I am going to make you an offer you can’t refuse. This edition of Dinner & A Movie is in honor of the 40th anniversary of one of the greatest films ever made – one that everyone should watch or rewatch – The Godfather. Wow, how time flies– the Godfather is turning 40 (the same age as Half Price Books!) With a 3-hour movie ahead of us here, we better get started on dinner.
What else are you going to serve alongside a film about the Italian mob? Spaghetti and meatballs, of course. I love to cook, but instead of one of my home recipes, I am turning to a chef a bit more popular than me – Emeril Lagasse. But just because he is a world famous chef doesn’t mean the recipe is difficult. It’s super easy and a crowd-pleaser. Once you make it the first time following the recipe, you’ll feel safe to venture out, change it up, and make it your own. I find that when the recipe calls for the cajun seasoning, your favorite store-bought brand will work just fine, and I personally double or triple the garlic, but that is just me. This is a great standby meal to have in your bag of tricks for any night of the week.
10 cups Simple Tomato Sauce for Pasta, recipe follows, or store-bought pasta sauce.
For the meatballs:
- 1 large egg
- 1 pound lean ground beef
- 1/2 cup chopped yellow onions
- 1 1/2 teaspoons minced garlic
- 1 tablespoon chopped fresh parsley leaves
- 1 teaspoon freshly chopped basil leaves
- 1 teaspoon freshly chopped oregano leaves
- 1 teaspoon salt
- 1/2 teaspoon ground black pepper
- 1/2 teaspoon cajun seasoning
- 1/2 cup finely grated Parmigiano-Reggiano
For the pasta:
- 1 pound spaghetti, cooked al dente according to package directions
- Salt, for seasoning cooking water
- 1 tablespoon extra-virgin olive oil
Place the Basic Red Sauce in a large pot. Bring to a simmer over medium-high heat, stirring occasionally. Place all the remaining meatball ingredients in a large mixing bowl. Stir well with a wooden spoon to combine, then form the meat into balls by rolling about 2 tablespoons of meat between your hands. Place meatballs on a plate as they are formed. (Hint: if your hands are slightly damp, the meatballs will roll more easily and will not stick to your hands!) When all the meatballs are formed, gently place the balls into the sauce one at a time using a long handled spoon. Be careful – bubbling sauce splatters! Simmer the sauce uncovered, and allow the meatballs to sit undisturbed for 10 minutes before stirring. Stir the meatballs into the sauce when they rise to the top.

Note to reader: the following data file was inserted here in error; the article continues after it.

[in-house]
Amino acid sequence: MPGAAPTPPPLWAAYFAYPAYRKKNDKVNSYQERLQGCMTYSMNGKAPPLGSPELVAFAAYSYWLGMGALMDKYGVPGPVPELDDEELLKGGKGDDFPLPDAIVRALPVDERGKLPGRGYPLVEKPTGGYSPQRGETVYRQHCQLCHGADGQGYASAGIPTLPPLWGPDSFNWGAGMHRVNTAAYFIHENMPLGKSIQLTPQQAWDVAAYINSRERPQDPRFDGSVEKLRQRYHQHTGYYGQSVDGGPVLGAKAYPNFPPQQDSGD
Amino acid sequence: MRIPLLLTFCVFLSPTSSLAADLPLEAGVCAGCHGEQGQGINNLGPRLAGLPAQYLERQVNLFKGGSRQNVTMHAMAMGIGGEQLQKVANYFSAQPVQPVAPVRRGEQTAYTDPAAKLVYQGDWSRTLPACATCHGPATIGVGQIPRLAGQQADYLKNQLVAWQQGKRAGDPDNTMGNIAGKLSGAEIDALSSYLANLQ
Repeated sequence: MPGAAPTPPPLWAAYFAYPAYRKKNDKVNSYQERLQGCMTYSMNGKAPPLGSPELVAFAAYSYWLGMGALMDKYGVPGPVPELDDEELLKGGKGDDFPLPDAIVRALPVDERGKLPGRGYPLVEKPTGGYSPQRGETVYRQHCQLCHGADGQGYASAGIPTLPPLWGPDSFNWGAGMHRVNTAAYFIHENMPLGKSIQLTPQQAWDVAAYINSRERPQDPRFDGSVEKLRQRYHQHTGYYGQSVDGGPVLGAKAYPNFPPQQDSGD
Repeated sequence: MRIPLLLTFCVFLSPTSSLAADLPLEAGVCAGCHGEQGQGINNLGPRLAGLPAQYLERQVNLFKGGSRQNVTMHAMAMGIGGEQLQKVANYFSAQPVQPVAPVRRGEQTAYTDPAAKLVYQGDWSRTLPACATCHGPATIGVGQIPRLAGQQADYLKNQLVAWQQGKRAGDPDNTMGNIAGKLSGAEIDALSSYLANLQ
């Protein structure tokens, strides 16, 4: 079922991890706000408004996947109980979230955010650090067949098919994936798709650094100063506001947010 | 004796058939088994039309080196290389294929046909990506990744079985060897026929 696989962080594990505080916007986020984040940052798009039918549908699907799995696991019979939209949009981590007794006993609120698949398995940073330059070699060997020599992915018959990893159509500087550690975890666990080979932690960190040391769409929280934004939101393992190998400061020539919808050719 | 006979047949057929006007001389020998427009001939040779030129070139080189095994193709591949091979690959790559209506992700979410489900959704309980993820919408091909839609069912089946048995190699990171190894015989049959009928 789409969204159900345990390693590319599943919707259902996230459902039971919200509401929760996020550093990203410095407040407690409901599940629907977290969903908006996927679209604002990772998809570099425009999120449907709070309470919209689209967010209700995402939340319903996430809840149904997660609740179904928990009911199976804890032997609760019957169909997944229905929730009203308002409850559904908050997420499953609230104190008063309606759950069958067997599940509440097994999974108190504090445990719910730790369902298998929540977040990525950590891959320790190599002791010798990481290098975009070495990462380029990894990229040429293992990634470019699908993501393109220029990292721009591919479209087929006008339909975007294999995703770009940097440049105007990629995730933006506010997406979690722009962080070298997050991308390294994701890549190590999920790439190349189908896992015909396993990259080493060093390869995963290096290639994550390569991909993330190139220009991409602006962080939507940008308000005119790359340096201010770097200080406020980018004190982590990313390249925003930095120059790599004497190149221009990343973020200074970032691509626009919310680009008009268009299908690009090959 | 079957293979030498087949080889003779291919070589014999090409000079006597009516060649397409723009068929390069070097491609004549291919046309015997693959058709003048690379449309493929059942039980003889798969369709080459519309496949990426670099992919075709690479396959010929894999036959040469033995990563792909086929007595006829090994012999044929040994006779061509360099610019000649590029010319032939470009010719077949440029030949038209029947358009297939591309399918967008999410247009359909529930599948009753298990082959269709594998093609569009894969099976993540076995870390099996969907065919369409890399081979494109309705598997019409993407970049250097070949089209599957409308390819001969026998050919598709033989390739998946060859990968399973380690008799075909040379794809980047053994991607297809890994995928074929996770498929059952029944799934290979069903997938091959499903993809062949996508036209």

Simmer for an additional 20 minutes, stirring occasionally to prevent the sauce from sticking to the bottom of the pan. While sauce is simmering, cook the spaghetti in boiling salted water until al dente. Strain and toss with the olive oil. Keep warm until ready to serve.
Simple Tomato Sauce for Pasta:
2 tablespoons olive oil
1 1/2 cups chopped yellow onions (1 medium)
2 teaspoons minced garlic (2 cloves garlic)
3/4 teaspoon kosher salt
1/2 teaspoon crushed red pepper
1/2 teaspoon dried oregano
1/4 teaspoon ground black pepper
2 (28-ounce) cans whole peeled tomatoes
2 (15-ounce) cans tomato sauce
3 tablespoons tomato paste
2 cups water
1 teaspoon sugar
1 (3-inch piece) Parmesan rind
1 tablespoon chopped fresh basil leaves
Heat the olive oil in a 5-quart pot over medium heat. Add the onions, garlic, salt, crushed red pepper, oregano and black pepper, and cook, stirring, until soft, about five minutes. Place the tomatoes in a large bowl and squeeze to break into small pieces. Add the tomatoes, tomato sauce, tomato paste, water, and sugar to the pot with the onions, and stir well. Add the Parmesan rind. Bring to a simmer over medium-high heat. Lower the heat to medium-low, and simmer uncovered for 45 minutes, stirring occasionally with a long-handled wooden spoon, until flavors have come together and sauce is thickened. Stir in the basil and let sit for 10 minutes before using.
Remove from the heat, and use as needed. You can store this sauce in an airtight container in the refrigerator for up to four days, or freeze it for up to three months. Yields: 10 cups or 2 1/2 quarts.
Of course, we are watching The Godfather, which won the Best Picture, Best Director and Best Actor awards in 1972. It was also nominated for eight other awards, which tells you what a power house of a movie it really is. First let me suggest to you, if you are watching the movie on DVD and have a Blu-Ray player, sell your used DVD to HPB, then pick up the Blu-Ray. The high-definition is worth every penny, and you will be glad you upgraded. Scenes that were once a bit murky have been remastered – blacks are richer and colors are picture-perfect.
Enough about the technical side. No matter how you are watching it, this film is a piece of Americana and pop culture. So much so that it is referenced in other films, too. Remember Billy Crystal and the rest of cast in City Slickers II humming the theme to The Godfather as they search the cave? Tom Hanks quotes “going to the mattresses” and talks about scenes from The Godfather while chatting with Meg Ryan in You’ve Got Mail.
The movie is about the Corleone family, headed up by the Godfather himself, Don Corleone, played brilliantly by Marlon Brando. After surviving several assassination attempts, the quiet straight-laced war vet, Michael (Al Pacino) decides he should be the one to take revenge and sets off gang war. You’ll have to watch it yourself if you want to find out how it ends. I don’t want to give away too much for those watching it for the first time. You’re in for quite a ride!
So, get the spaghetti and meatballs and an old vine zinfandel or good bottle of chianti and start up the movie! Salute! — Jim